An imaginative, playful book about accepting and embracing differences.



An offbeat young boy, a well-liked student and an ingenious teacher meet in this debut children’s book.

Zack “Zim” Zimmerman is one of the most popular fifth-graders at William E. Zane Elementary School. He has a ton of friends, gets good grades and is among the stars of the Knights soccer team. His classmate Maralissa Lou, on the other hand, has a strange name, “two too-large ears and a small crop of unruly brown hair right in the center of the top” of his head, and a rather eclectic wardrobe. When Zim and his friends reject him, their resourceful teacher, Miss Poppycock, creates the Secret Drawer Club to make them all mingle. Poppycock puts a notebook in Zim’s desk and gives him various quests to complete with the other kids. By the end, everyone has learned a little more about each other and about acceptance. Maralissa Lou is a fun, frothy character who’s a great role model for kids: He knows he’s a bit odd, but he accepts his differences with the knowledge that they make him special. Zim is also highly relatable, as he shows that doing the right thing can sometimes be hard; in the end, he learns a lesson and becomes a better person. The prose is a bit basic, but children will be held by Holzschuh’s illustrations, although they might have been lovelier in full color. The foreword and short poem by Coker, however, seem strange additions for a kids’ book, even if the verse is about Maralissa Lou. Overall, though, Turner’s book is a sweet read for children and adults, particularly at the beginning of a new school year.

An imaginative, playful book about accepting and embracing differences.

Pub Date: July 29, 2014

ISBN: 978-1612541754

Page Count: 68

Publisher: Brown Books Publishing Group

Review Posted Online: Sept. 18, 2014

Kirkus Reviews Issue: Oct. 15, 2014

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Like the quiet lap of waves on the sand, the alternating introspections of two Bahamian island children in 1492. Morning Girl and her brother Star Boy are very different: she loves the hush of pre-dawn while he revels in night skies, noise, wind. In many ways they are antagonists, each too young and subjective to understand the other's perspective—in contrast to their mother's appreciation for her brother. In the course of these taut chapters concerning such pivotal events as their mother's losing a child, the arrival of a hurricane, or Star Boy's earning the right to his adult name, they grow closer. In the last, Morning Girl greets— with cordial innocence—a boat full of visitors, unaware that her beautifully balanced and textured life is about to be catalogued as ``very poor in everything,'' her island conquered by Europeans. This paradise is so intensely and believably imagined that the epilogue, quoted from Columbus's diary, sickens with its ominous significance. Subtly, Dorris draws parallels between the timeless chafings of sibs set on changing each other's temperaments and the intrusions of states questing new territory. Saddening, compelling—a novel to be cherished for its compassion and humanity. (Fiction. 8+)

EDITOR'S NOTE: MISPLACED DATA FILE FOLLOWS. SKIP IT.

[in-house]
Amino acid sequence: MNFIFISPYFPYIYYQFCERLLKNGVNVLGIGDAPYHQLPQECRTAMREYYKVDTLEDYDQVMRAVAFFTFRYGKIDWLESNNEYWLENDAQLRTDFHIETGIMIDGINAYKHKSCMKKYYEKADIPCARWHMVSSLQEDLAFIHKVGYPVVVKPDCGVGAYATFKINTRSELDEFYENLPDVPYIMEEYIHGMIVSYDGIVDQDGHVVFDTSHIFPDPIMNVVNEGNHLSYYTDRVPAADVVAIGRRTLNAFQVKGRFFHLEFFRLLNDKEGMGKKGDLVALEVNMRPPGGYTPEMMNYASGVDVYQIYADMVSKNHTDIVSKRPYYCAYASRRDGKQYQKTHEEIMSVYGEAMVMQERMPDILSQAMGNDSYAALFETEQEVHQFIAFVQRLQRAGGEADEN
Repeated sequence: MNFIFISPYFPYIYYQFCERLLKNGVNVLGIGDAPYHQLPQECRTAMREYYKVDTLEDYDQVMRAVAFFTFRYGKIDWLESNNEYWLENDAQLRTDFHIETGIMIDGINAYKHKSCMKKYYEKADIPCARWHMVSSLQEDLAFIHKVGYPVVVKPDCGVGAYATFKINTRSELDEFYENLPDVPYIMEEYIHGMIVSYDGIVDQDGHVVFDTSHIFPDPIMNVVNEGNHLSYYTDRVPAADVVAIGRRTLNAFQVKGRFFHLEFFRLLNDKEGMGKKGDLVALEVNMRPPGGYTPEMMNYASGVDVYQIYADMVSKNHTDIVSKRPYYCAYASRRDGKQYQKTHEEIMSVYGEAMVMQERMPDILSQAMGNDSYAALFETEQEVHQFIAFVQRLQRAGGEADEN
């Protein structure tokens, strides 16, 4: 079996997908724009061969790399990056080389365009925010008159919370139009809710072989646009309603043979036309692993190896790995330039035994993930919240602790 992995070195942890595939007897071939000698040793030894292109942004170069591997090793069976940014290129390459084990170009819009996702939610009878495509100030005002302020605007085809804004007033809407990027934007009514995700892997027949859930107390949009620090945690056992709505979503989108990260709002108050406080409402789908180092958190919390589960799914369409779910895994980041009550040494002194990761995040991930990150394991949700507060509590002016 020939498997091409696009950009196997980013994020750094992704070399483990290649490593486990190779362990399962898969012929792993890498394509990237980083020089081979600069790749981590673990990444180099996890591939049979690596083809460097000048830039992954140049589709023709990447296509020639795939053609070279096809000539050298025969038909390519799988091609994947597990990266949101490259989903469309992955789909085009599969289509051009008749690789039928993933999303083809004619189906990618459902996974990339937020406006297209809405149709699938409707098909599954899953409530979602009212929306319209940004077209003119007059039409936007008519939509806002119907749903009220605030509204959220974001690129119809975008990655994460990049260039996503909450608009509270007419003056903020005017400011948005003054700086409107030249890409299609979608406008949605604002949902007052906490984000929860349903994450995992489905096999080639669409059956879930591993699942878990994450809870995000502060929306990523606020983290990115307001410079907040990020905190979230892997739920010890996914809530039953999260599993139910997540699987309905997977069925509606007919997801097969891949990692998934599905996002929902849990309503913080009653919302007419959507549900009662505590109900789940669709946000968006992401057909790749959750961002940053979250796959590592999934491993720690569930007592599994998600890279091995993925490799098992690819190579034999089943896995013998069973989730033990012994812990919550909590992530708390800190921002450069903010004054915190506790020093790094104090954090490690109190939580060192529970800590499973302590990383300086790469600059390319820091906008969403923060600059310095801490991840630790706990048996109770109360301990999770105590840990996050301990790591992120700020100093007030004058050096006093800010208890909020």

Pub Date: Sept. 14, 1992

ISBN: 1-56282-284-5

Page Count: 80

Publisher: Hyperion

Review Posted Online: May 20, 2010

Kirkus Reviews Issue: Aug. 15, 1992

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An engaging mix of gentle behavior modeling and inventive story ideas that may well provide just the push needed to get some...


With a little help from his audience, a young storyteller gets over a solid case of writer’s block in this engaging debut.

Despite the (sometimes creatively spelled) examples produced by all his classmates and the teacher’s assertion that “Stories are everywhere!” Ralph can’t get past putting his name at the top of his paper. One day, lying under the desk in despair, he remembers finding an inchworm in the park. That’s all he has, though, until his classmates’ questions—“Did it feel squishy?” “Did your mom let you keep it?” “Did you name it?”—open the floodgates for a rousing yarn featuring an interloping toddler, a broad comic turn and a dramatic rescue. Hanlon illustrates the episode with childlike scenes done in transparent colors, featuring friendly-looking children with big smiles and widely spaced button eyes. The narrative text is printed in standard type, but the children’s dialogue is rendered in hand-lettered printing within speech balloons. The episode is enhanced with a page of elementary writing tips and the tantalizing titles of his many subsequent stories (“When I Ate Too Much Spaghetti,” “The Scariest Hamster,” “When the Librarian Yelled Really Loud at Me,” etc.) on the back endpapers.

An engaging mix of gentle behavior modeling and inventive story ideas that may well provide just the push needed to get some budding young writers off and running. (Picture book. 6-8)

Pub Date: Sept. 18, 2012

ISBN: 978-0761461807

Page Count: 32

Publisher: Amazon Children's Publishing

Review Posted Online: Aug. 22, 2012

Kirkus Reviews Issue: Sept. 1, 2012

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